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Saturday, January 7, 2012

Obama’s Recess Appointments are Unconstitutional

By Edwin Meese III and Todd Gaziano

Edwin Meese, who served as U.S. attorney general under President Ronald Reagan, is chairman of the Center for Legal & Judicial Studies at the Heritage Foundation. Todd Gaziano worked in the Justice Department Office of Legal Counsel under three previous presidents and is director of Heritage’s Center for Legal & Judicial Studies.

President Obama’s attempt to unilaterally appoint three people to seats on the National Labor Relations Board and Richard Cordray to head the new Consumer Financial Protection Bureau (after the Senate blocked action on his nomination) is more than an unconstitutional attempt to circumvent the Senate’s advise-and-consent role. It is a breathtaking violation of the separation of powers and the duty of comity that the executive owes to Congress.

Yes, some prior recess appointments have been politically unpopular, and a few have even raised legal questions. But never before has a president purported to make a “recess” appointment when the Senate is demonstrably not in recess. That is a constitutional abuse of a high order.

As a former U.S. attorney general and a former Office of Legal Counsel lawyer who provided advice to presidents on recess appointment issues, we have defended and will continue to defend the lawful use of the recess appointment power. Although originally conceived by the Framers for a time when communicating with and summoning senators back to the Capitol might take weeks, it is still valid in a modern age — but only as long as the Senate is in recess. Not only was the Senate not in recess when these purported appointments were made, it constitutionally could not have been.

Article I, Section 5, of the Constitution states that neither house of Congress may adjourn for more than three days without the consent of the other house. The House of Representatives did not consent to a Senate recess of more than three days at the end of last year, and so the Senate, consistent with the requirements of the Constitution, must have some sort of session every few days.

The president and anyone else may object that the Senate is conducting “pro forma” sessions, but that does not render them constitutionally meaningless, as some have argued. In fact, the Senate did pass a bill during a supposedly “pro forma” session on Dec. 23, a matter the White House took notice of since the president signed the bill into law. The president cannot pick and choose when he deems a Senate session to be “real.”

It does not matter one whit that most members of Congress are out of town and allow business to be conducted by their agents under unanimous consent procedures, because ending a session of Congress requires the passage of a formal resolution, which never occurred and could not have occurred without the consent of the House.

Read the full op-ed.

GOP candidates' reactions to these appointments are below. Pay close attention to the remarks of each candidate. Which one does not recognize that Obama has acted unconstitutionally? The fact that one of these men is clueless is as troubling as the lawless actions of Obama. - Reggie

Newt Gingrich: “The answer to an imperial president is a Congress which stands on its own rights. And the correct response to what the president just did would be for the Congress to zero out and refuse to fund the National Labor Relations Board.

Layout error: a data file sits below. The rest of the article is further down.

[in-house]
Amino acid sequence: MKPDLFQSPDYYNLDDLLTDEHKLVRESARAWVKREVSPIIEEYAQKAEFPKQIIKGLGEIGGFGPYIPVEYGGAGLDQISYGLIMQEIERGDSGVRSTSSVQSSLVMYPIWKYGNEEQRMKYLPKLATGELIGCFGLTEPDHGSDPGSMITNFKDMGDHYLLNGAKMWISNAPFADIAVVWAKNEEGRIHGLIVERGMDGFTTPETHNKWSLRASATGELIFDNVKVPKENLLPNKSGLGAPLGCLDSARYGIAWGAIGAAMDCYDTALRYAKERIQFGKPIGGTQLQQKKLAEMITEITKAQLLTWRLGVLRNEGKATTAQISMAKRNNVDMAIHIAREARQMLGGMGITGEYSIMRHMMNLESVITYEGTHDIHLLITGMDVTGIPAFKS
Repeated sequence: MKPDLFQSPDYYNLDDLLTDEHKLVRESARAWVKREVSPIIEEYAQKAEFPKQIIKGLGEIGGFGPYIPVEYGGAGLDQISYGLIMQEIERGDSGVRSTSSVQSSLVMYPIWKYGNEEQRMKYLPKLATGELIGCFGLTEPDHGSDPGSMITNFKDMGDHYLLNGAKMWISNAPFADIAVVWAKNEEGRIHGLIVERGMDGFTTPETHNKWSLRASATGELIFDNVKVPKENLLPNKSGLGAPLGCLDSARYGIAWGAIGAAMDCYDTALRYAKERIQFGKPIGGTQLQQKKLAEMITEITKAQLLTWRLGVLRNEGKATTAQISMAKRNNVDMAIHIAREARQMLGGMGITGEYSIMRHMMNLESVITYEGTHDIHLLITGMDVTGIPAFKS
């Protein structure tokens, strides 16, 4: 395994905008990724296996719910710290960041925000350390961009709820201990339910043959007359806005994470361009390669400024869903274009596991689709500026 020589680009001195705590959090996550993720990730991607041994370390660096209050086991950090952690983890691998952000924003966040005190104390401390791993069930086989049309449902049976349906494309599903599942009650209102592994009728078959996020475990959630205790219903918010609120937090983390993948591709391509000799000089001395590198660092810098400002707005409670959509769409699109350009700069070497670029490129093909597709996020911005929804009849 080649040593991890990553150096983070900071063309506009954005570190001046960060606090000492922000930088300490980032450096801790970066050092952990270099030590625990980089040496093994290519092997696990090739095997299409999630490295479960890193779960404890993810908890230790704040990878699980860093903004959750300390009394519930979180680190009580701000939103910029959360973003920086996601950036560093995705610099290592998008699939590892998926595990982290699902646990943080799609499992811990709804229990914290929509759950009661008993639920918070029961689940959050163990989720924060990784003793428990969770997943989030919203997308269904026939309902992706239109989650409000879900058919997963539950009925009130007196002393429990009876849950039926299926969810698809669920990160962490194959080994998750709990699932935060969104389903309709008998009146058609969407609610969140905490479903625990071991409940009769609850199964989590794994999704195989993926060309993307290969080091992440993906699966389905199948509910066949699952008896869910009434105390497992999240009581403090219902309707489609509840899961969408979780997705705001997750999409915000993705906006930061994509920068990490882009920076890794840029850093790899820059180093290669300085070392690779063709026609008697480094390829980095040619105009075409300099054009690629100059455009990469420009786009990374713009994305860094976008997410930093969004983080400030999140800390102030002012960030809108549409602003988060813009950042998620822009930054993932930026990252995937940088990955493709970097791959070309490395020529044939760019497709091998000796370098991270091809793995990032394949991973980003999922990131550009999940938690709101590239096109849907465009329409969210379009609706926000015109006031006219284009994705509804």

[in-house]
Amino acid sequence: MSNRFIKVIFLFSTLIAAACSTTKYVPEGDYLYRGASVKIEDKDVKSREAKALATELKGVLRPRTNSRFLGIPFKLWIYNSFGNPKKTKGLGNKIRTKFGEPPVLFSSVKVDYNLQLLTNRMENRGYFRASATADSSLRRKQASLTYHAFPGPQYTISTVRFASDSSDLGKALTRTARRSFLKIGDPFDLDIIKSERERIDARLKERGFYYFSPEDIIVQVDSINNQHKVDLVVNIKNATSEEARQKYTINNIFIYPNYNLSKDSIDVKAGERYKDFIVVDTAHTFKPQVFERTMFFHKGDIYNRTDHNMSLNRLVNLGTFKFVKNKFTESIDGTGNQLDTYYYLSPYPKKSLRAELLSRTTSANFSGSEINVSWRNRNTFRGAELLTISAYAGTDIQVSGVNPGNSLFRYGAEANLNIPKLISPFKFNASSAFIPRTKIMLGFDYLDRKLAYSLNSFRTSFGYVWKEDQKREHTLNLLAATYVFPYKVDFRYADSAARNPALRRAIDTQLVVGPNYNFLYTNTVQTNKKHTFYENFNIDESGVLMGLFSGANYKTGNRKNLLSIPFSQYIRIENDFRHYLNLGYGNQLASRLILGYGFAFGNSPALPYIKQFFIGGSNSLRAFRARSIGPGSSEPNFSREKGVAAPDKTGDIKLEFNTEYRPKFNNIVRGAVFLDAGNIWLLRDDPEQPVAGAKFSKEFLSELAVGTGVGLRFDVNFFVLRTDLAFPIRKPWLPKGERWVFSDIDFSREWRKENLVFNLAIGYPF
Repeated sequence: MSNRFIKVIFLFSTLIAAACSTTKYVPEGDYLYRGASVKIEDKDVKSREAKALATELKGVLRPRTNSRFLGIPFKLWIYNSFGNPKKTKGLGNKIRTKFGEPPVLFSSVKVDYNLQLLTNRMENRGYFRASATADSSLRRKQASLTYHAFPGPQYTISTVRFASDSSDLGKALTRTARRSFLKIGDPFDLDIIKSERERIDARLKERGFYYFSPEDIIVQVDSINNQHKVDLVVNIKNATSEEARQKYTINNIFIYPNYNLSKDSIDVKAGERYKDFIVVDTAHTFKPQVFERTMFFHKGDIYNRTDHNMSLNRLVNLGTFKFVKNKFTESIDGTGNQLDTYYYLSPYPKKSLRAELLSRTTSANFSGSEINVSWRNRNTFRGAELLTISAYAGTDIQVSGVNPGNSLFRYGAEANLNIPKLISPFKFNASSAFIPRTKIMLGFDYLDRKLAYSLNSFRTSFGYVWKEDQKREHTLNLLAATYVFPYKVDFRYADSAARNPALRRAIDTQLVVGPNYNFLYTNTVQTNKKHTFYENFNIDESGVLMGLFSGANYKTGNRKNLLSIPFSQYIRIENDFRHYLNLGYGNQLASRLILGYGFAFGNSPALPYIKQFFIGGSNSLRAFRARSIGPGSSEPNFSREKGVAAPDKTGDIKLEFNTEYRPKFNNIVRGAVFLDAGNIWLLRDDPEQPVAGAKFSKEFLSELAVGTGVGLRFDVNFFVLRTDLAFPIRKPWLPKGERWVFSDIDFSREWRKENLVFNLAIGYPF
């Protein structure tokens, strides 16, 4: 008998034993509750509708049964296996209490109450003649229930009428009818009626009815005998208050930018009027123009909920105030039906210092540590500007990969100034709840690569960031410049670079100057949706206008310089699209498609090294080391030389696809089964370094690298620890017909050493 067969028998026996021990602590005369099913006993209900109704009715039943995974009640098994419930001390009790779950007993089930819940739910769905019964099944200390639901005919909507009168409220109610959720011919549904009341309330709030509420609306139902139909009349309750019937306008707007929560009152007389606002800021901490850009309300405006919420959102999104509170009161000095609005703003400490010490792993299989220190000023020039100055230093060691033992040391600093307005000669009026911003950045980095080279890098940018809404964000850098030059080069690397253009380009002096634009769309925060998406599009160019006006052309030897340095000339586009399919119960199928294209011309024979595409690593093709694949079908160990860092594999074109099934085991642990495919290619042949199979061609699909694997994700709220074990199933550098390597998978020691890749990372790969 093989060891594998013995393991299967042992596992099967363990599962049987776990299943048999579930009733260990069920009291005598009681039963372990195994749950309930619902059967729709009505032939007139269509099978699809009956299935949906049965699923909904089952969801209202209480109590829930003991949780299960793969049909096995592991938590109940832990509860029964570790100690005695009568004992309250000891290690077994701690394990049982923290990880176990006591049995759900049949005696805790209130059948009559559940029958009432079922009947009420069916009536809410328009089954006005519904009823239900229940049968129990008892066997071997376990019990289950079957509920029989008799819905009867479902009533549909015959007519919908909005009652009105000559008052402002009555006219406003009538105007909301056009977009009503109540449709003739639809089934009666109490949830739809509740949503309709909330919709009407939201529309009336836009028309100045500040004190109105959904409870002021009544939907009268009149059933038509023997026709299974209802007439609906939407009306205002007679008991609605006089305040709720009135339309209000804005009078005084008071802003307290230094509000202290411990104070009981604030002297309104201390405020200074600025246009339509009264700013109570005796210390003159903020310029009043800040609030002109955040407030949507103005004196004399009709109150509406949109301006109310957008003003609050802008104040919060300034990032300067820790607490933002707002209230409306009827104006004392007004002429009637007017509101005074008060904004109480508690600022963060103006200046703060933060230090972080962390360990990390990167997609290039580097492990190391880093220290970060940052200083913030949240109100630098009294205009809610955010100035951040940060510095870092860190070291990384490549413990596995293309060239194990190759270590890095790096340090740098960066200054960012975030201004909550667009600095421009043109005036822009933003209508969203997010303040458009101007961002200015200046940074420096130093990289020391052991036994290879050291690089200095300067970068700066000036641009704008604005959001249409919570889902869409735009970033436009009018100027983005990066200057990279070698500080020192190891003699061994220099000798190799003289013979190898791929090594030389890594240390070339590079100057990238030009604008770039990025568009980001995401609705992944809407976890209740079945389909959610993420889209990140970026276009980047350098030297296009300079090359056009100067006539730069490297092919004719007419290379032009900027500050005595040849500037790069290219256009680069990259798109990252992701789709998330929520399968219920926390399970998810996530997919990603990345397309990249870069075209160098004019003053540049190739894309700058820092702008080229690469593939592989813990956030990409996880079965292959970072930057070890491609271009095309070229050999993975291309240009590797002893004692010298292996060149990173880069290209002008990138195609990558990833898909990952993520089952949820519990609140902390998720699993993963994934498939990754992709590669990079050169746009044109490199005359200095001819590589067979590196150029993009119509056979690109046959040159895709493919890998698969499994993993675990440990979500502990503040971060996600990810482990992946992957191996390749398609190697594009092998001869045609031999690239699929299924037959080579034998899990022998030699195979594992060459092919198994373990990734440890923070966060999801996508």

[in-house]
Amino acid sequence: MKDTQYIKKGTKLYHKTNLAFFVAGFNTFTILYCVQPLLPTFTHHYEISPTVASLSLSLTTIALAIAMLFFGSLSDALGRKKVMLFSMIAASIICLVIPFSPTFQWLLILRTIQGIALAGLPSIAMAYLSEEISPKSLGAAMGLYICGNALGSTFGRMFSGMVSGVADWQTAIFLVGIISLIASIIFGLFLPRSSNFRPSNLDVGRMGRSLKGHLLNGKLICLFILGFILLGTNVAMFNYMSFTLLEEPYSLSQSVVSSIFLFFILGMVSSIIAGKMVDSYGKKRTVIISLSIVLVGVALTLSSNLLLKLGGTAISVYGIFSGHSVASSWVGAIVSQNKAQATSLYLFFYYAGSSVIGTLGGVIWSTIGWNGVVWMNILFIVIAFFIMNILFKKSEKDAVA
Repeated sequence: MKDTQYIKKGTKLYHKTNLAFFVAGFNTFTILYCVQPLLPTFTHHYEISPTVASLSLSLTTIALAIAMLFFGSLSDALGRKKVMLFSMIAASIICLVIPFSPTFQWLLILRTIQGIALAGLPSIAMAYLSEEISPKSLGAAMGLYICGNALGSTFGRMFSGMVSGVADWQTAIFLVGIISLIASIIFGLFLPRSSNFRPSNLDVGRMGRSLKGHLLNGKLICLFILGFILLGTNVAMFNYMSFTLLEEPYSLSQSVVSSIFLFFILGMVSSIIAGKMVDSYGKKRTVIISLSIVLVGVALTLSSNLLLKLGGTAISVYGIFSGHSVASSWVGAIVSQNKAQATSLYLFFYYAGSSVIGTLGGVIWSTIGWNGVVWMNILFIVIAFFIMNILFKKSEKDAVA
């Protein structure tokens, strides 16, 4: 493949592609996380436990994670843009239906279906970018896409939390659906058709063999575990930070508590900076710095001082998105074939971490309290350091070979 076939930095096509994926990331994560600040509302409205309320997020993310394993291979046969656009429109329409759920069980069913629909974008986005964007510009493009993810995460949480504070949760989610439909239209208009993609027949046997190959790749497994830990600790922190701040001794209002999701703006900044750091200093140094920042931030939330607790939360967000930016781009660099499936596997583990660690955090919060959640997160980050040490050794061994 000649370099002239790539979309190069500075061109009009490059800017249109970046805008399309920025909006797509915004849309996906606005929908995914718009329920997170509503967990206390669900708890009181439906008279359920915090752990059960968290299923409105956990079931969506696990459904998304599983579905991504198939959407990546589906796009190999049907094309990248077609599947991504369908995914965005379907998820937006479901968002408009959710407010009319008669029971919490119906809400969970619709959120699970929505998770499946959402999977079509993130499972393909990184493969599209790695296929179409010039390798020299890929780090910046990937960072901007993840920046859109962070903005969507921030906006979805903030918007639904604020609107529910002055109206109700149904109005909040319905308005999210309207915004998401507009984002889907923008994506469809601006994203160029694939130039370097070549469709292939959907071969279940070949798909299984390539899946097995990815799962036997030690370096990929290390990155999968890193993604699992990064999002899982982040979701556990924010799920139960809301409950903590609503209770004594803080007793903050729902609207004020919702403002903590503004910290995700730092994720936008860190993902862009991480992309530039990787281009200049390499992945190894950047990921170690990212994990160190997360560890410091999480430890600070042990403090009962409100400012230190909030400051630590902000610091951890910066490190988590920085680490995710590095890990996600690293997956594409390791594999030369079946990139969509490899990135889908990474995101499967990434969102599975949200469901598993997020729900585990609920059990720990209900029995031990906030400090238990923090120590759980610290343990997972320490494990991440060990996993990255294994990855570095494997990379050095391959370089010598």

“The National Labor Relations Board now has a majority of members who were never confirmed by the U.S. Senate. This is a clear violation of the spirit of the law, and Congress has an obligation to defend our rights, and the correct way is the power of the purse.”

Ron Paul: “By making ‘recess’ appointments to the Consumer Financial Protection Board (CFPB) and the National Labor Relations Board (NLRB) when Congress is not actually in recess, President Obama has acted in clear disregard of the Constitution.

“And the President must be called to account for his actions.

“It is disappointing that a former constitutional law professor does not understand that the President is not a dictator or a king who can simply ignore the Constitution whenever he feels frustrated by the system of checks and balances wisely put in place by our Founders.

Mitt Romney: “Just back from vacation, President Obama has wasted no time in returning to one of the top items on his agenda: doling out favors to his big labor political allies and giving them a dangerous level of power over businesses and workers. His recess appointments to the National Labor Relations Board give this unaccountable and out-of-control agency the authority to continue acting in ways that create uncertainty for businesses, drive up their costs, and discourage hiring or investment. President Obama’s preference for partisan politics over economic growth will only hurt the millions of middle class families across the country who lose out every time the union bosses win. As president, my focus from day one will be on getting our economy turned around by pursuing policies that strengthen rather than stifle job creation.”

Rick Santorum: "What the president did was wrong — pretty scary stuff,"

"I hope that the United States Senate does what they're supposed to do, and they should go and even take the president to court. This is not something that the president should get away with."

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